There were still a few great aromatic fougères produced, such as Partick by Patrick of Ireland (1999) a fougère in the chypre direction, and YSL Rive Gauche pour Homme (2003), but for the most part, after the advent of of Cool Water (1988) the aquatic fougère ruled with an iron fist. Dyhydromyrcenol made for the creation of fougères that would have the volume of the best fougère from the 1970s, but lacked the complexity and therefore matched the feminine counterparts that were becoming ever louder, ever simpler fruity florals and candied gourmands. Feminism’s effect on perfumery changed or waned, depending on your perspective, and the empowered feminines like Aromtics Elixir, Scherrer de Scherrer, Dior Diorella, YSL Rive Gauche became ‘Old Lady Perfumes’. Hypergender became a stylistic norm, and countless straight couples could be spotted on the town: her, with hair three feet high and rising dosed with Poison or Angel; him with slicked back hair drenched in Cool Water.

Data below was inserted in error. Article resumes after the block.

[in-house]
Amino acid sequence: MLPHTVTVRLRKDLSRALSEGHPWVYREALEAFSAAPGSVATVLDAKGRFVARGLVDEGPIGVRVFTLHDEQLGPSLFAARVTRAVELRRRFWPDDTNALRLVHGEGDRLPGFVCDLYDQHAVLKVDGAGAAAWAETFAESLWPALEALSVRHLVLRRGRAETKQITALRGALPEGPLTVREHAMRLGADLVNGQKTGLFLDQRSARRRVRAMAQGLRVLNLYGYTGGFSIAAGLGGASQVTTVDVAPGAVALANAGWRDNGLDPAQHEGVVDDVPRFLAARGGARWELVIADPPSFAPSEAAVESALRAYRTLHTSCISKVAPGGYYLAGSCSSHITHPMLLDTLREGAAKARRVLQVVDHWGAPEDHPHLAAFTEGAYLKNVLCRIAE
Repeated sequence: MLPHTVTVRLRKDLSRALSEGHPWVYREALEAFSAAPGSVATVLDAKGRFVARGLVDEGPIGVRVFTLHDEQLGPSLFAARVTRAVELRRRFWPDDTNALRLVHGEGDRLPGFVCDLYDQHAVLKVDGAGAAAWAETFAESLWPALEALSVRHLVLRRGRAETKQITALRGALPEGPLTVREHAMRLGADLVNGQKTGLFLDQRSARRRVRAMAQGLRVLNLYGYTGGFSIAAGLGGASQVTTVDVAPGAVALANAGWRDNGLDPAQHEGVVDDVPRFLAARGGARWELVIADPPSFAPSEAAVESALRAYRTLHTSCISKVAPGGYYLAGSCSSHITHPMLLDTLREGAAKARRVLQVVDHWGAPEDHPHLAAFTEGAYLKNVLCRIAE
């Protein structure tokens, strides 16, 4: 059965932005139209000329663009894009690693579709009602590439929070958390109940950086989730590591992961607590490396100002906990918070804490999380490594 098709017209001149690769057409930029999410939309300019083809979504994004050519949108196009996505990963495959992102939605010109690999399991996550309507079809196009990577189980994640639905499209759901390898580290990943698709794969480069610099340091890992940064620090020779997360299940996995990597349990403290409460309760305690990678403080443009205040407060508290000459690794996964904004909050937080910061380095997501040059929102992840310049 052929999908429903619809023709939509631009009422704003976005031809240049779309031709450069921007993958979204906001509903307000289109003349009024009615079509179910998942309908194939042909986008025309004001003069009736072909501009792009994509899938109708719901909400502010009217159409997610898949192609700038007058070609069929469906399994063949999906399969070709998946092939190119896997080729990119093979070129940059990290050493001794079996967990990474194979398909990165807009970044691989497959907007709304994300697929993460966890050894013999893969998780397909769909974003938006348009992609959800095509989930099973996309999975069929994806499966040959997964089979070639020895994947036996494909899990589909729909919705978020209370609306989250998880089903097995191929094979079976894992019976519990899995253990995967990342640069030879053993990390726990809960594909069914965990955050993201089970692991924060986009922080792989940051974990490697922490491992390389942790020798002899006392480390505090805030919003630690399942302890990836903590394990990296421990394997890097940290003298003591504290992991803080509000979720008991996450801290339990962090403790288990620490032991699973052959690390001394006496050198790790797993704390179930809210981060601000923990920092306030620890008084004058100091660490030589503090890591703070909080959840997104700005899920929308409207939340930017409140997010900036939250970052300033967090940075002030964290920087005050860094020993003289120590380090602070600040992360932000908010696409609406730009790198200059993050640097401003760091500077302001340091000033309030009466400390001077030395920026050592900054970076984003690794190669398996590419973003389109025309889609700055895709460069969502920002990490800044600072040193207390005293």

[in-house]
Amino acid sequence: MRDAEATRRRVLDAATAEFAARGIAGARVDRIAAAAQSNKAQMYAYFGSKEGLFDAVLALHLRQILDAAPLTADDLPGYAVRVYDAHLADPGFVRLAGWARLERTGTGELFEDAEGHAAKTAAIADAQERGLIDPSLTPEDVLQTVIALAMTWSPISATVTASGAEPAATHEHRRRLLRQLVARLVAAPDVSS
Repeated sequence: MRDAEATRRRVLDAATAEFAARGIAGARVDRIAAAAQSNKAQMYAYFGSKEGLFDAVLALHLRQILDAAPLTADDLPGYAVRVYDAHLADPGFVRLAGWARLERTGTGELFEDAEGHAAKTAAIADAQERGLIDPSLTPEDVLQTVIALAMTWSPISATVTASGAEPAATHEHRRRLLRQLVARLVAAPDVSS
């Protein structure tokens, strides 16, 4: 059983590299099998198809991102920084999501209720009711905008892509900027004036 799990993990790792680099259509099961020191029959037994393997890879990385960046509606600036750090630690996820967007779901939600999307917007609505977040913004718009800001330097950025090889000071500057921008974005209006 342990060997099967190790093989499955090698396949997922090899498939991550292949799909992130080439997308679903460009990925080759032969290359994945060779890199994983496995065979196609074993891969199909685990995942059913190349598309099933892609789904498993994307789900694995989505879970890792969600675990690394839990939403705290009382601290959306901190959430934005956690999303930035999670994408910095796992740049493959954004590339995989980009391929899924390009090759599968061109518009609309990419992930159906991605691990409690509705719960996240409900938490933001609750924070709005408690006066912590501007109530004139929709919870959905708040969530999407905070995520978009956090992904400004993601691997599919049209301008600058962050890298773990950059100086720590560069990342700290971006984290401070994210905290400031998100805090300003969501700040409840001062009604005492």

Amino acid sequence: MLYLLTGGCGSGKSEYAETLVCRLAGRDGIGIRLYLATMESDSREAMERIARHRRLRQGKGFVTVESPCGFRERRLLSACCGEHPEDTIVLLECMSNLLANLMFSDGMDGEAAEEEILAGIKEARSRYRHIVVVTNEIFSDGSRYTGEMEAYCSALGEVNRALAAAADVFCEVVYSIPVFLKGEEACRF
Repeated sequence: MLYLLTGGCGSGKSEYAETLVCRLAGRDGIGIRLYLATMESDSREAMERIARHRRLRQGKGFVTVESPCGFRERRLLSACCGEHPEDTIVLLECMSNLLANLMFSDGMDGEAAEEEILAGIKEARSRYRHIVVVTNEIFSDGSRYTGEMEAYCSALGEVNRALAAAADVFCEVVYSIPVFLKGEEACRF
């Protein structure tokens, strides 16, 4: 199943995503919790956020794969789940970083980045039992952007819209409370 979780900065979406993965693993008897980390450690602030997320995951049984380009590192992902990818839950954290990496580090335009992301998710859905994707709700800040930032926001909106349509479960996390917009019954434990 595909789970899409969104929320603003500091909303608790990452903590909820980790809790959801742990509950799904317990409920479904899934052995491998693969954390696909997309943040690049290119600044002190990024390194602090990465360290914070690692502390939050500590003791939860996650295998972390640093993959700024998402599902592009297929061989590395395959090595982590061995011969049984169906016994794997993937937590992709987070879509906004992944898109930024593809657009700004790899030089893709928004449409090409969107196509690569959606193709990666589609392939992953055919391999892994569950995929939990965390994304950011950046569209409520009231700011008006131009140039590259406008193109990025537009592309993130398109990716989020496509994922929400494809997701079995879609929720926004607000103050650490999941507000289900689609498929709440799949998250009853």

I am sad over the loss of the pre-1988 aromatic fougère. It was just about to take off into some great places. Let’s not forget that these perfume were also the basic blue-print for the 1980’s mens’ power frag. Take a fougère, exchange the lavender for some more spicy elements, and freeze-dry the wood. Voila! Krizia Uomo, Chanel Antaeus, Patou pour Homme. Sometimes the player of a group known for largesse is the one to go for. Scherrer de Scherrer, a chypre that could give Aromatics Elixir a black eye is my go to green/leather chypre. Xeryus has some of that well-dressed thug appeal, seeming more like a perfume for Craig’s Bond than Moore’s. Or perhaps Dench’s M.